When the coronavirus began its first sweep through the U.S., the country transformed, almost overnight.
Suddenly, people were conducting their whole lives from the confines of their homes. Working, learning, shopping, eating, playing, praying — it all happened right there in the living room.
Normalcy disappeared and challenges took root. Adults reported worsening mental health conditions, linking depression, anxiety and other difficulties to the pandemic and its consequences.
The coronavirus pushed people to new levels of strength. That demand hasn’t faded, especially with the omicron variant’s nationwide sweep. Amid the tragic losses and frustrating inconveniences the pandemic caused, Americans have had to cope. Emerging research is beginning to examine the factors that allowed people to get through the enormous challenge that was and is the COVID-19 pandemic. One recent report spotted a fascinating connection: behavior’s role in resilience.
Can behaviours predict coping?
A study published earlier this year by the International Society for the Study of Individual Differences studied the relationship between the pandemic and human behavior. The researchers considered about 500 young adults living in North America and found direct links between habits and positive and negative coping responses.
The research revealed, for example, that individuals who demonstrated strong emotionality and extroversion were more likely to seek socioemotional support. Participants whose behaviors featured conscientiousness were more ready to adapt COVID-19 safety measures.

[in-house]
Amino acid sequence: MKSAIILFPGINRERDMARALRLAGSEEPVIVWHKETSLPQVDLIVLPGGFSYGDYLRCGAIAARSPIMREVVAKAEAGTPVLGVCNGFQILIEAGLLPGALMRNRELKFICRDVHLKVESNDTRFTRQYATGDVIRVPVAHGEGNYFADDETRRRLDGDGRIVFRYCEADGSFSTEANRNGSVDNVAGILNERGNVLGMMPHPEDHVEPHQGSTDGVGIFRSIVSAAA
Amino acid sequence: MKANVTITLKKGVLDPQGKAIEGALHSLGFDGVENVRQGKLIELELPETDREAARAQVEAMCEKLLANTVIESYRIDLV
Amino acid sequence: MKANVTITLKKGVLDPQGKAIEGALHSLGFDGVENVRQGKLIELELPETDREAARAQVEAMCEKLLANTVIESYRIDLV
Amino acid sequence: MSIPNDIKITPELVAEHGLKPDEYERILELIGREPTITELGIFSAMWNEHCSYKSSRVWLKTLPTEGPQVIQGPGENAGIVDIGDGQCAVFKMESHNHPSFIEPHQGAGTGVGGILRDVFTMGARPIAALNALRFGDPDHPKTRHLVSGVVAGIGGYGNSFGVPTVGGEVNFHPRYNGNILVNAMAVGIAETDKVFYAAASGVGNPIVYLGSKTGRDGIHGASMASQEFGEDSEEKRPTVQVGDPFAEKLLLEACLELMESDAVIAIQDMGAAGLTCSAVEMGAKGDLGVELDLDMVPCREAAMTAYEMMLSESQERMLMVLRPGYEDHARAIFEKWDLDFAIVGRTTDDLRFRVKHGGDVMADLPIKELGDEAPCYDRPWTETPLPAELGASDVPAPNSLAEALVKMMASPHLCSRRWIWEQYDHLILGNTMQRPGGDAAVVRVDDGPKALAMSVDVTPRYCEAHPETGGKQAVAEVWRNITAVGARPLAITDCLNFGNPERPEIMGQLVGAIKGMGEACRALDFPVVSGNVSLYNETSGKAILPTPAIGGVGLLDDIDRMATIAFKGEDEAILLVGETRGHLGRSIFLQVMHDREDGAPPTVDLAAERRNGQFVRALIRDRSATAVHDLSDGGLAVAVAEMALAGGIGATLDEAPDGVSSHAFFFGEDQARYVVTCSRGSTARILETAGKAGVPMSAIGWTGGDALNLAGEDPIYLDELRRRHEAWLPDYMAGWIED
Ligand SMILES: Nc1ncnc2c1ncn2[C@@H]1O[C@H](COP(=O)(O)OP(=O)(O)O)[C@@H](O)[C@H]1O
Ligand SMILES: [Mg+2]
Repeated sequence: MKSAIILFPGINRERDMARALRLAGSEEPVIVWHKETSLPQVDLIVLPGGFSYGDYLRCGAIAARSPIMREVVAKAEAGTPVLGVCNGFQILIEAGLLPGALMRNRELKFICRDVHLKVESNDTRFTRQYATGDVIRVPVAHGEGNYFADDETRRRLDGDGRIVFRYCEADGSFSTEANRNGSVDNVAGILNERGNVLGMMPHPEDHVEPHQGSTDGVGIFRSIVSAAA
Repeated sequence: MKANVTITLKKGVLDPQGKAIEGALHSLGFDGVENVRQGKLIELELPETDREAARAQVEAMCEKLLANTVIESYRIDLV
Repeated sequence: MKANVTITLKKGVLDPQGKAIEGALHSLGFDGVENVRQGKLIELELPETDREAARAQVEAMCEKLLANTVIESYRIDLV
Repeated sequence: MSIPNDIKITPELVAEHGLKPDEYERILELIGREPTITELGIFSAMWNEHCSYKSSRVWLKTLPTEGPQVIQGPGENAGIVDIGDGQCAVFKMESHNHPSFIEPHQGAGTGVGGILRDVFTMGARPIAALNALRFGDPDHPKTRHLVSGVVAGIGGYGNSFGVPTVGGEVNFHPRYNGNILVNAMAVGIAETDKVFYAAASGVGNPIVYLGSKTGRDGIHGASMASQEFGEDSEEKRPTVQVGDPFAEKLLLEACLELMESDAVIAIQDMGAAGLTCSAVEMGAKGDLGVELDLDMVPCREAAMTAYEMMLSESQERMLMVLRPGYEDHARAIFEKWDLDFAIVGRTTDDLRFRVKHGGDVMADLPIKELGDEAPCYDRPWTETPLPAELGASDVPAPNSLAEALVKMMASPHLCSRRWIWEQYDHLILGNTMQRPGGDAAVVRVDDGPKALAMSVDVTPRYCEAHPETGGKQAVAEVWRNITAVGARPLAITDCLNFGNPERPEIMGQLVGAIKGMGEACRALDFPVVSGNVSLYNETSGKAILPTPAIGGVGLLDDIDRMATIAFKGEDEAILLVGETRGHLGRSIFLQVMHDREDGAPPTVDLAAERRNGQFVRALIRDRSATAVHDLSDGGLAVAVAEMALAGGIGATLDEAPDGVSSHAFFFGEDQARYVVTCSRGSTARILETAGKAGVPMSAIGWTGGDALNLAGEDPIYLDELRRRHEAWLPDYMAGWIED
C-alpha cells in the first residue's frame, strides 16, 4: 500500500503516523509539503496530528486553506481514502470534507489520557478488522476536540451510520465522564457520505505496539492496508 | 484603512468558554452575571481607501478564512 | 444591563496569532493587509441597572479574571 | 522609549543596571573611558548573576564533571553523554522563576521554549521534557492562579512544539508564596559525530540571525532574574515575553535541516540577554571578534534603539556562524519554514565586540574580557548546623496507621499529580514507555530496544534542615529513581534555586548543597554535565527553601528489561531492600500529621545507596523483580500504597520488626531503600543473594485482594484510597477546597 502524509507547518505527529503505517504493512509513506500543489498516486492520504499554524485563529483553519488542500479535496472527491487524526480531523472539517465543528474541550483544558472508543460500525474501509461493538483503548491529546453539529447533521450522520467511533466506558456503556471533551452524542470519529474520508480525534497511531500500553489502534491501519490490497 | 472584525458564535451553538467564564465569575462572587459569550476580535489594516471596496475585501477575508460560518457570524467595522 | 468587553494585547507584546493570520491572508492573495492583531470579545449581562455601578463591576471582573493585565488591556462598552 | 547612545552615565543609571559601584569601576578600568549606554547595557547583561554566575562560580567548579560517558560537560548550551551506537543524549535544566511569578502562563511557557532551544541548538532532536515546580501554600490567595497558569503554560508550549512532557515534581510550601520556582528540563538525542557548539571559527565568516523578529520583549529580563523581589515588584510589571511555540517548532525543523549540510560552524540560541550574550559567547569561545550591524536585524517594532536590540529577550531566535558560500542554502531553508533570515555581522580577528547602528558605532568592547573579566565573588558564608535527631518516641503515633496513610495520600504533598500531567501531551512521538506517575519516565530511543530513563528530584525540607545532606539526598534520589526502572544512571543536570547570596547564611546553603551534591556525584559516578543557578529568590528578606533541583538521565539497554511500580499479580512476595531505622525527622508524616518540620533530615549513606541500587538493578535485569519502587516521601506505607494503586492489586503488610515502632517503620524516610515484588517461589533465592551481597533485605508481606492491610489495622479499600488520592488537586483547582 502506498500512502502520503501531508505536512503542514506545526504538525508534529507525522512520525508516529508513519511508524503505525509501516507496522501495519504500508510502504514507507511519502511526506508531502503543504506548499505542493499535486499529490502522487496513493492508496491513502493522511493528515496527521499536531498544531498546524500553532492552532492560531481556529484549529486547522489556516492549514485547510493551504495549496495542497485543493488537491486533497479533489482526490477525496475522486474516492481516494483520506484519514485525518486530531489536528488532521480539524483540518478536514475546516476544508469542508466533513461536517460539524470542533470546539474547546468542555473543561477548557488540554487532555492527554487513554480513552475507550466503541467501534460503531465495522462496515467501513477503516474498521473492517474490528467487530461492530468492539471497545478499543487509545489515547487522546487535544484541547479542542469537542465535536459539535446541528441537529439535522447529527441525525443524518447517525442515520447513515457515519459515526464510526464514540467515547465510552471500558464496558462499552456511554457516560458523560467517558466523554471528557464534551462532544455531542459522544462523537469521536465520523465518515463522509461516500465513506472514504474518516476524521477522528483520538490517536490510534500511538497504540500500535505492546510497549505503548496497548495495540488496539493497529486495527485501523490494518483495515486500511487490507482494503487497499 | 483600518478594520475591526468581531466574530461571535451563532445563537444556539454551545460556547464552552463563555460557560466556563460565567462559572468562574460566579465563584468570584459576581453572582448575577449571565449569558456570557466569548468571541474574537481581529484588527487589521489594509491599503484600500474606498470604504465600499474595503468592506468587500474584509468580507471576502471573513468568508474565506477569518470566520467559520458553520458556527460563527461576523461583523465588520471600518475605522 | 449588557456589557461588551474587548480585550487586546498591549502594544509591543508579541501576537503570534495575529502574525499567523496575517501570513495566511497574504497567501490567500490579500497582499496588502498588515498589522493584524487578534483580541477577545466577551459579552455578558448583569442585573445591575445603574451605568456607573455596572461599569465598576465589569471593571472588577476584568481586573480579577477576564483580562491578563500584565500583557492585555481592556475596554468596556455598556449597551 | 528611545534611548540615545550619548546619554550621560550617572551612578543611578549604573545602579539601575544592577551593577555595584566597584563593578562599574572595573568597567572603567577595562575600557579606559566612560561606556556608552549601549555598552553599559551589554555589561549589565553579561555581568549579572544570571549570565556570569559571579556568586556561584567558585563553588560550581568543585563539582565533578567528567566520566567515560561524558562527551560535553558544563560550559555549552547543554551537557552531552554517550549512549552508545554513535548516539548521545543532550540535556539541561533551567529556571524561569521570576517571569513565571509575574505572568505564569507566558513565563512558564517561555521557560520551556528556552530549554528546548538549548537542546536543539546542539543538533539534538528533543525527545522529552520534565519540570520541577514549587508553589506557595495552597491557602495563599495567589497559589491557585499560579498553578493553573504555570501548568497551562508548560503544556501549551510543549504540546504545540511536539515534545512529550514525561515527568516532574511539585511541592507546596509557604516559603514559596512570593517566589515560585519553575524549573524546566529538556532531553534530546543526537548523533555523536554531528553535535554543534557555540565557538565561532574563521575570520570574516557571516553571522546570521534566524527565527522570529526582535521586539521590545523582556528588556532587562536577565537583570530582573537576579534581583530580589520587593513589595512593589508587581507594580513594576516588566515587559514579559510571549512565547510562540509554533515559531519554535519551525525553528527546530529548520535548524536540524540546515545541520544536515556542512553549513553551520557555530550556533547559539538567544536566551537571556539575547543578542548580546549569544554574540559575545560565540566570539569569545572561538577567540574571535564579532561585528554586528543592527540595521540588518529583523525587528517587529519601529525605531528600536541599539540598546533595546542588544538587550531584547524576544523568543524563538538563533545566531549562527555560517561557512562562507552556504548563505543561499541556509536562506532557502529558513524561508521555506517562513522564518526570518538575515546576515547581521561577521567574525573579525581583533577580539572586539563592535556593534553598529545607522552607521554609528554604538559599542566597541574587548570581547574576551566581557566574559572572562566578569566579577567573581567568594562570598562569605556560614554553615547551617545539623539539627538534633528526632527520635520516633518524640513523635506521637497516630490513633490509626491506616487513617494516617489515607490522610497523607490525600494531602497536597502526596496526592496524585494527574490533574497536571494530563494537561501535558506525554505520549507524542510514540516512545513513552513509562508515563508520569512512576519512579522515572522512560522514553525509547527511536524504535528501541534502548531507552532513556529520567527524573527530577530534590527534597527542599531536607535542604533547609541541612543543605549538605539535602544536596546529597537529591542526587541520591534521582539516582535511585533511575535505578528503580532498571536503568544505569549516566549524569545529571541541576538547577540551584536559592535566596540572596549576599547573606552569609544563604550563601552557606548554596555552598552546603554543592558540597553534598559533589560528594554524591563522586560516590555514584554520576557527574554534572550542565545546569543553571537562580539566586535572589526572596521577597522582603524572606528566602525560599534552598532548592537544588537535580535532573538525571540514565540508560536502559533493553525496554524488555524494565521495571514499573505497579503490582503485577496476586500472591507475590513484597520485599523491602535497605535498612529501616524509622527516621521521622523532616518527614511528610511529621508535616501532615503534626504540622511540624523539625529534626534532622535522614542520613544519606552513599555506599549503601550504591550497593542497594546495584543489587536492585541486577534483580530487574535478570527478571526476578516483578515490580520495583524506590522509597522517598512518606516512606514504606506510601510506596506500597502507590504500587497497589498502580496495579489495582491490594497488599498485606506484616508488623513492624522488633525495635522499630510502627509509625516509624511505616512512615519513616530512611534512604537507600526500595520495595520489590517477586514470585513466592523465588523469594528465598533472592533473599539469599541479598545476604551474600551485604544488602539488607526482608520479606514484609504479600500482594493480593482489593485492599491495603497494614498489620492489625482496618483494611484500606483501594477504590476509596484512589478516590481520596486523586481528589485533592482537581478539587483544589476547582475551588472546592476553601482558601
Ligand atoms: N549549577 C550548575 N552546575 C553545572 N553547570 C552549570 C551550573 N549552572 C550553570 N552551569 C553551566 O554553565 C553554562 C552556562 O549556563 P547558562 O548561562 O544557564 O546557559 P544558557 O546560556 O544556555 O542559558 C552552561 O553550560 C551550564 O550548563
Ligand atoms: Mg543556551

The report suggested a connection between personality and negative coping mechanisms, too. Individuals who lacked honesty or humility demonstrated behaviors like increased substance use. The researchers linked low openness to experience with a resistance to emerging science and a hesitancy to problem solve.
Coping beyond the pandemic
As the pandemic continues to unfold, Americans continue to cope. On a large scale, they cope with continuing cases, economic frustrations and health implications. Everyday Americans like you and me also continue to cope with the small and large challenges our lives offer.
Our behaviours offer us insight into how we might deal with those challenges. How will we meet the frustration of an incapable coworker? Will we step up to the plate when the car breaks down, again? The answers to those questions are wrapped up in our behaviours.
Tools and tricks
Our behaviors may hold a lot of information about why we do what we do, but that doesn’t mean we must accept those answers once and for all. Today, the tools exist to help us learn about our personalities and channel our strengths and weaknesses into resilience. My poor crisis response may stand in my way in an emergency, but my vitality will sustain me when the going gets tough.
To find out how PeopleBest can help you and your team learn more about your behaviours, book a demo and set up a time to chat with one of our specialists.
PeopleBest is a revolutionary, simple and powerful way to capture the exact ‘DNA of success’ inside people, teams and companies.